This seems like a fairly simple question of economics... ok, simple for economics at least.
Your Potion Guild is trying to place themselves as the primary supplier of useful potions: healing, mana and stamina potions at least, maybe some more interesting utility potions like invisibility or ability buffs. They're using modern alchemical techniques to produce potions that, while not necessarily of peak potency, are at least consistent and safe. They found that good alchemical hygiene practices - like cleaning your tools not just physically but magically - result not just in more consistent results but much higher potion purity, vastly reducing the side effects and toxicity of their potions.
In other words they've got a good product, they just need to get the production costs down to the point where they can make a reasonable profit.
Depending on how alchemy actually works in your setting the mass production of potions may be as simple as scaling up the process. Can you run off a thousand doses in a huge vat or must each potion be crafted in a small cauldron? Do you have to infuse magic into the brew, and if so can teams of alchemists provide a steady stream or does it have to be a single person? How much of the process can be handled by apprentices and how much requires the skills of a master alchemist?
I'm going to assume that you've got all that covered and move on to the fun stuff: building demand.
This moves a little out of economics and more into marketing. You've got a good product, you just need to make people aware of it. Sure, you can sell it in markets and so forth, rent a shop in the merchant district, all that fun stuff. But that's far too slow.
During the initial phases you'll need to capture the attention of your target market as quickly and as solidly as possible. You need a brand, something that stands out amongst the crowd of inferior products. You need to get that brand in front of your potential purchasers and show them how your product is going to improve their existence. And hey, that's not even a lie!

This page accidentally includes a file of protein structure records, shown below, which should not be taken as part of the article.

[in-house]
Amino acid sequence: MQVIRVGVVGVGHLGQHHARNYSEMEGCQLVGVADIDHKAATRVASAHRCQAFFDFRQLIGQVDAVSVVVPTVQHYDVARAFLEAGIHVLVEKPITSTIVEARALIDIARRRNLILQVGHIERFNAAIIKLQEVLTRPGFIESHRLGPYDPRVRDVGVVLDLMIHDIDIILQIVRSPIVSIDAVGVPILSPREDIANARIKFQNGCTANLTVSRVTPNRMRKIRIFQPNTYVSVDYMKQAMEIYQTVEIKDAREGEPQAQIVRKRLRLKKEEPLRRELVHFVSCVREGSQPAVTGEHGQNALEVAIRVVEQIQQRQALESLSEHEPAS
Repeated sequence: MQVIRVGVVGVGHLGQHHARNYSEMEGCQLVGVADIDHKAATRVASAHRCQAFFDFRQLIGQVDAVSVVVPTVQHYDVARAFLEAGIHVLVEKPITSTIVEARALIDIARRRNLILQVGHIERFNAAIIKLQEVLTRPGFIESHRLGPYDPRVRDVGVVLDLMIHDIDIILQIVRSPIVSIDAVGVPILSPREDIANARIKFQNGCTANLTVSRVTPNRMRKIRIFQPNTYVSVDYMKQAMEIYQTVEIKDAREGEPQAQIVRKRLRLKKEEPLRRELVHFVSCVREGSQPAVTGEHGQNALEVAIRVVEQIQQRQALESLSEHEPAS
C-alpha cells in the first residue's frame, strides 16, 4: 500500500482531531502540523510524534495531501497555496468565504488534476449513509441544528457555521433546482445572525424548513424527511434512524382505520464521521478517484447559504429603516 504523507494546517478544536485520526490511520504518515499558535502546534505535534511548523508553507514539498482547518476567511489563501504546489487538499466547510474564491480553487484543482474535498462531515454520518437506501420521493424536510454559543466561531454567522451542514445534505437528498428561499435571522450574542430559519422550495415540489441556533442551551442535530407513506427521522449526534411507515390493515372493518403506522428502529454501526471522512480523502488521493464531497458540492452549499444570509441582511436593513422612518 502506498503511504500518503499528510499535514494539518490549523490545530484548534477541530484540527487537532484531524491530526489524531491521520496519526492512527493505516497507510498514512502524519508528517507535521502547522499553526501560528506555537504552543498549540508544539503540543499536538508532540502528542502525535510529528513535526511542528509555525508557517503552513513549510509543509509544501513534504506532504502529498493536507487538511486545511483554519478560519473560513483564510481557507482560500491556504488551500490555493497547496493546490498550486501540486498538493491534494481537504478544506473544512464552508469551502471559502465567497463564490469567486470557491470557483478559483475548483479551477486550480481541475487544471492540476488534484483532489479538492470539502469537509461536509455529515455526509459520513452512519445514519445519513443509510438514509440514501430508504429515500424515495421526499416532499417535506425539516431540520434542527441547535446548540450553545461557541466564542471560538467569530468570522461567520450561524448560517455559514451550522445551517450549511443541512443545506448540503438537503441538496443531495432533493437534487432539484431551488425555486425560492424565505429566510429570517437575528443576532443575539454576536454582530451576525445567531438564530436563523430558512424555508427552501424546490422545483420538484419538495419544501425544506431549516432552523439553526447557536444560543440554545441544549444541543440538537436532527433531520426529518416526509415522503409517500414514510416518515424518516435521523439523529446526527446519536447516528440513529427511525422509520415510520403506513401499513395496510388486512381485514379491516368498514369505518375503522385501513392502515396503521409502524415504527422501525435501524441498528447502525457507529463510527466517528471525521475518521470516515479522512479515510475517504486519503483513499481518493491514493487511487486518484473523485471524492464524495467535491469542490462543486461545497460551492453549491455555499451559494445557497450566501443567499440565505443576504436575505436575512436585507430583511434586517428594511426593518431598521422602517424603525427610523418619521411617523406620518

You'll want to invest in distinctive, single-use potion containers that can't just be refilled with inferior product. Something that is partially destroyed on use would be fantastic, especially if it's cheap and easy to stamp a colorful logo on. These containers will be the symbol of your product wherever they're seen, standing out from the haphazard collection of bottles, jars and pouches other potions come in.
Getting them in front of the target market could be a simple as handing out some testers to the adventuring guild, promising them a small discount on the potions when they buy in bulk. Once the guild sees how good your product is they're going to want those potions anyway.
But let me pitch you a classic marketing ploy: endorsements! Go out and find the most powerful, most charismatic adventurers in the area and promise them discounts, preferential treatment and outright payment (as a last resort of course) if they'll openly carry your potions on their person. They get a good deal on life-preserving potions, you get even greater brand recognition. And you have potent adventurers who are now keen on preserving your business against overt aggression from disgruntled witches. Bonus!
As production ramps up, enter into some supply deals with the local guards, the nobility and eventually the army. The higher you can reach the more product you can move, and the higher you profits become. And when you're supplying product to the top layers of society you can use that to encourage more sales at the mid and lower levels. In much the same way as endorsements will have lower-ranked adventurers flocking to buy your product, a simple "as used by Lord Bob's elite troops" sign will do wonders for your sales. Trust me.
None of the above is even revolutionary these days, and there are a ton of other things that a half-baked marketing exec would throw in for a product launch. The fact that you have an actually good product would have half of the marketing professionals of today begging to work with you.
In a high fantasy environment however a lot of this is new. There should already be examples of most of it - except maybe the celebrity endorsements - in the day-to-day operation of large merchant houses. All it takes is a little vision... and the prospect of making a lot of profit will invoke a lot of visions in any merchant worth the title.
While the economic stuff is important to solidifying your guild's position, having powerful protection is going to be even more important in the early days. Building relationships with people and groups who can help protect you from retaliation is a must. Get the local adventurers on-side, then the guards, then the military. Let them decide for themselves that your business is too important to them for anyone else to interfere. Hell, bribe some officials if you have to. Build some less public relationships with the seedy side as well, just in case. It's hard to hire assassins to destroy the source of their favorite potions after all... and having some specialist negotiators to 'dissuade' the competition might come in handy.